Cat yoga at the Douglas County Humane Society

SUPERIORMarissa Anderson and her daughter, Carmen had a special night planned last Valentine’s Day. Their mother-daughter date took place at the Douglas County Humane Society doing cat yoga.

Marissa learned about the class on Facebook and, though she hadn’t done much yoga in the past, the cats were what drew her in.

“You throw cats into anything and I’m gonna probably jump on board with it to be honest with you,” she laughed.

Carmen, who’s nine, agreed and said she thought it would be a good thing for her health and that it would help her with karate. By the end of class, she wanted to take a kitty home with her.

“It seems like a good way for the cats to find a home,” Carmen said.

The cat yoga class costs $15 and five dollars of that fee goes directly into the shelter’s general fund for animal care.

Carmen and yoga instructor Holly Bounting pose with Black Jack. | ALI JUTEN

“Every animal that leaves the shelter is spayed or neutered, vaccinated, microchipped, dewormed, vet-checked, the whole she-bang. We do everything we can to make sure that everybody leaving this building is very healthy,” said shelter director, Sheila Keup.

Connecting with the community and finding cats forever homes are the goals of the class and, so far, they are reaching them. Keup says that they feel very fortunate that the cat adoption rate is now fairly high, to the point that she is able to transfer in cats from smaller, over-populated shelters in Wisconsin.

“When the cats join the class, people fall in love with a certain kitty. And even if they don’t get adopted, it’s so good for them to be around people as much as they can be,” Keup said.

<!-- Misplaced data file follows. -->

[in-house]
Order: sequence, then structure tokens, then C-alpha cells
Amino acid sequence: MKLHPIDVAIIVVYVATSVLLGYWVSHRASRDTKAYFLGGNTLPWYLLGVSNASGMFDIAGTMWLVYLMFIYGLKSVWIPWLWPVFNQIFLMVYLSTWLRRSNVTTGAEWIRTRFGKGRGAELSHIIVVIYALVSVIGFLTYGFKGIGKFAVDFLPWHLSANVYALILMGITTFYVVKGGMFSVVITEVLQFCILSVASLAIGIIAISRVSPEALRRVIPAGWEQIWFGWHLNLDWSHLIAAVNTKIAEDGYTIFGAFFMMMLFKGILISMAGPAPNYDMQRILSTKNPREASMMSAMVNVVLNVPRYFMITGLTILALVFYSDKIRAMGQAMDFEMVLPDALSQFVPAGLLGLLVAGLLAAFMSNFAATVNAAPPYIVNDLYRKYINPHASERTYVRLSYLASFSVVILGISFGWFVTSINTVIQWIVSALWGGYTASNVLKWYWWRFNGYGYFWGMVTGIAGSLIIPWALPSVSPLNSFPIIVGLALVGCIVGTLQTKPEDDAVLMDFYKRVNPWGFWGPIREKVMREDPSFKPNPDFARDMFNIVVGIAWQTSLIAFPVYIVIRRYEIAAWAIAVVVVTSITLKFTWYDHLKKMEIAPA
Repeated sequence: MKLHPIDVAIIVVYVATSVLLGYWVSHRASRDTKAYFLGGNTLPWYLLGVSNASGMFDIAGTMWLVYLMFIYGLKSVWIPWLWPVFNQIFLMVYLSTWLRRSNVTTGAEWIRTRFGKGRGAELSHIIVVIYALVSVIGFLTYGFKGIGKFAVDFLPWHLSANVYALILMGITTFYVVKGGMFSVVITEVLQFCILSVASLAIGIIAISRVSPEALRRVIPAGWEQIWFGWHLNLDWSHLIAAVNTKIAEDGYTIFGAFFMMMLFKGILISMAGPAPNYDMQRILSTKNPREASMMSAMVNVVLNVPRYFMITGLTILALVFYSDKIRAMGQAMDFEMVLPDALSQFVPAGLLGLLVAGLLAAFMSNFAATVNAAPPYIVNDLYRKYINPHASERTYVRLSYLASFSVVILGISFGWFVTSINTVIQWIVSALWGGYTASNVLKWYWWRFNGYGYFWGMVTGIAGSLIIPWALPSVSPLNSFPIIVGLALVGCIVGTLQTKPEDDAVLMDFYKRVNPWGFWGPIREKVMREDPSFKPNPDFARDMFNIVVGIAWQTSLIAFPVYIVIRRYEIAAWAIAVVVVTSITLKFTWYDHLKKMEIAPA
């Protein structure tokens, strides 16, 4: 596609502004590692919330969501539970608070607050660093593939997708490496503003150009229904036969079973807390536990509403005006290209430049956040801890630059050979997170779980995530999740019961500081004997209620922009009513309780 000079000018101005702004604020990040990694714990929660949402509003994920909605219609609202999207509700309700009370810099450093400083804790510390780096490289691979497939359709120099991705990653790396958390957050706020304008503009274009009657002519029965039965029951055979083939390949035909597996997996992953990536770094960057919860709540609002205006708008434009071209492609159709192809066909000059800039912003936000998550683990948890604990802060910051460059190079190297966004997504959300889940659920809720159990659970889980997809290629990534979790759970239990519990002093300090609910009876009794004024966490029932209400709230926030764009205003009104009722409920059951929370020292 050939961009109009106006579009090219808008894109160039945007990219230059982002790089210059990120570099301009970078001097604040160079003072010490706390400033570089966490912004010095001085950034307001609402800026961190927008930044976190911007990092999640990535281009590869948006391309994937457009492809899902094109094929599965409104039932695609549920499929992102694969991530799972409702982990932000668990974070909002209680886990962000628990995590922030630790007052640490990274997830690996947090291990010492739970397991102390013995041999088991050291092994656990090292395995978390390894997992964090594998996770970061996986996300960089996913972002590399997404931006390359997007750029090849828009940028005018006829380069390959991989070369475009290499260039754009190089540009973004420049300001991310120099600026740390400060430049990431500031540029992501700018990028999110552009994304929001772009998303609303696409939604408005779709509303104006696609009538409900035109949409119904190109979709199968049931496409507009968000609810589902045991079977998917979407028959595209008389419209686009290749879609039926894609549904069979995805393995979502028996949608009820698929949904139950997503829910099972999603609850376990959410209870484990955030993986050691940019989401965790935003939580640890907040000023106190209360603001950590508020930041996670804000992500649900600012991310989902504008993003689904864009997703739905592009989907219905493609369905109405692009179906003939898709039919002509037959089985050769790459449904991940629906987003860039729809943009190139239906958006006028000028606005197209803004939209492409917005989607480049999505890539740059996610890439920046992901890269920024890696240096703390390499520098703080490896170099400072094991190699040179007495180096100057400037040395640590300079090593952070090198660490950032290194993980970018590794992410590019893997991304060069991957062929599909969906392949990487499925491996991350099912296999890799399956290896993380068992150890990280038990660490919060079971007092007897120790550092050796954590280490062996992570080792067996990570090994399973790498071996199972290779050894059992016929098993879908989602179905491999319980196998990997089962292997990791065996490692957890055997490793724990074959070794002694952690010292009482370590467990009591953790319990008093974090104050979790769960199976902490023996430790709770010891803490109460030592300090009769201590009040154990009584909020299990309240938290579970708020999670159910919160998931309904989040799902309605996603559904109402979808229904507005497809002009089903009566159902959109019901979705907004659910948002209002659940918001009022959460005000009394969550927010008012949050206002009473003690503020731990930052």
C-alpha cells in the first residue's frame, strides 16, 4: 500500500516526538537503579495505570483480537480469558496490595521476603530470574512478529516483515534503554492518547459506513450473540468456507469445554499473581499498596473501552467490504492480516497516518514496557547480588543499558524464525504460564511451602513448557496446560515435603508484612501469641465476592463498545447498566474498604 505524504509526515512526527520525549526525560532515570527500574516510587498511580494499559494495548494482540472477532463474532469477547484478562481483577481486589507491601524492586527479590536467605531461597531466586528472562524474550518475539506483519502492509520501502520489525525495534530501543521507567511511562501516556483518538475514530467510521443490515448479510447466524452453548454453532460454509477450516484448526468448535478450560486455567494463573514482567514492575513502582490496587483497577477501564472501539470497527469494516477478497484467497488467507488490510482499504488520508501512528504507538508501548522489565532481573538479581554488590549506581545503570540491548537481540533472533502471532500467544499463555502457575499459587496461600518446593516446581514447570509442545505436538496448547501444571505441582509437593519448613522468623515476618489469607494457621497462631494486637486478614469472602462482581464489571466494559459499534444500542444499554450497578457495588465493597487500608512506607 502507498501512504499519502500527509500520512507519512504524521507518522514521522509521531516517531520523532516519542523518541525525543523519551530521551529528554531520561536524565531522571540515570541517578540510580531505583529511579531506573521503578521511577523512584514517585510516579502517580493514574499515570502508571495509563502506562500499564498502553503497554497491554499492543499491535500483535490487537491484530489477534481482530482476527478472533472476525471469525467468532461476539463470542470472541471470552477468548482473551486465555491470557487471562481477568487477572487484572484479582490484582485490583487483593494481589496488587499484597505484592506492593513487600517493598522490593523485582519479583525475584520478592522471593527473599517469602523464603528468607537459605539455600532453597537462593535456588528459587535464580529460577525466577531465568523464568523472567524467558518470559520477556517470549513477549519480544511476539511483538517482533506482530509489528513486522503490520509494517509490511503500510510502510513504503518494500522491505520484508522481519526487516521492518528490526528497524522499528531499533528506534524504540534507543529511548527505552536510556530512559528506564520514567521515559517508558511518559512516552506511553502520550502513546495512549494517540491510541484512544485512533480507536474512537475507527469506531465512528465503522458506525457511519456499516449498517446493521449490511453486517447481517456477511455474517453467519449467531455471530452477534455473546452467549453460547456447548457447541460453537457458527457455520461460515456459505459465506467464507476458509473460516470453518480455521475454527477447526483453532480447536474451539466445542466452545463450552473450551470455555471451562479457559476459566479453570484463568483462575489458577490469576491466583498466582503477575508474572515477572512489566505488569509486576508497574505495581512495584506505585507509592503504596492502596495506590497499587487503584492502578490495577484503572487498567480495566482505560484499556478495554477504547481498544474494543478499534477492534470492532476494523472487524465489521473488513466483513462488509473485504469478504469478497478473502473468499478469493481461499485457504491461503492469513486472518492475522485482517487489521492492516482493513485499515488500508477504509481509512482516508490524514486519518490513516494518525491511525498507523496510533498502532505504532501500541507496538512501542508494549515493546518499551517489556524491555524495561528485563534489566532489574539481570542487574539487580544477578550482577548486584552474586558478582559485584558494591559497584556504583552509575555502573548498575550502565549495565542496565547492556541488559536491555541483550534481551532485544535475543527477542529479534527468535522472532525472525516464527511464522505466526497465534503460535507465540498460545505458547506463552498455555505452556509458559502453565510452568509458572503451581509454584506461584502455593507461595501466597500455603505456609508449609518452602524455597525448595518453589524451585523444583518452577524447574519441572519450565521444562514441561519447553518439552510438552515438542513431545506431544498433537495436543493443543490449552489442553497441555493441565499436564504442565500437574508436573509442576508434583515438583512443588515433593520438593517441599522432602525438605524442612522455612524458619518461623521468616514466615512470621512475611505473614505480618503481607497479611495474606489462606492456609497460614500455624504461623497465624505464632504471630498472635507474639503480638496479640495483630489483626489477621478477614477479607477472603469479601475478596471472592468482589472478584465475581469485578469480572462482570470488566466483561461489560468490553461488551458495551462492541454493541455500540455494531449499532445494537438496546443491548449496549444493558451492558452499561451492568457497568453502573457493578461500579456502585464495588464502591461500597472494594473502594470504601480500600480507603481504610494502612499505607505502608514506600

The idea of combining yoga with cats was brought up after shelter staff read about it happening already in California. After a little thought, they contacted yoga instructor, Holly Bounting to get the ball rolling. When Bounting received the call, she knew she had to say yes.

“It’s blending two of my favorite things together, yoga and cats. It’s really good for the cats, it’s good for the people that come. The human and animal interaction is really great, so I’m loving it,” she said.

Cats being at the class is what made Jodie Makovec and her aunt want to try it out. Both had never done yoga before, and both women enjoyed it.

“Having cats in the class made it feel like the environment would be friendly and more casual since we are beginners,” Makovec said.

The class, which is open to just 10 people per week, is definitely beginner-friendly, but more experienced yogis were also present. Kelsey Hatfield is a yoga instructor who has been practicing for about five years. When Bounting told her she was teaching a cat yoga class, she was excited.

Shelter cat named Black Jack observing the yoga class. | ALI JUTEN

“I told her, I’ll be there, sign me up for any day you’re doing it,” she said.

Bounting, who has been practicing yoga for 20 years and teaching for five, typically has a theme for her classes. On Valentine’s Day, many of her classes revolved around love.

“We are radiant beings full of love, and sometimes we kind of lose it. So yoga helps you to find it again and to return to it. Because it’s within every single one of us, and so we just kind of have to learn how to tap into it,” she explained.

Overall, everyone who participated enjoyed it, especially the cats. In the beginning, the cats stayed back, just watching. As the room began to relax, the cats flourished providing subtle comic relief, slowly approaching each person with a timid curiosity. By the end, most kitties and humans were no longer shy at all. In general, yoga is about truly being where you are in the moment and, as a cat lover if where you are is with cats, it’s an amazing combination.

Those interested in cat yoga classes can find the schedule and sign-up information on the Humane Society of Douglas County, Wisconsin, Facebook page.

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By Ali Juten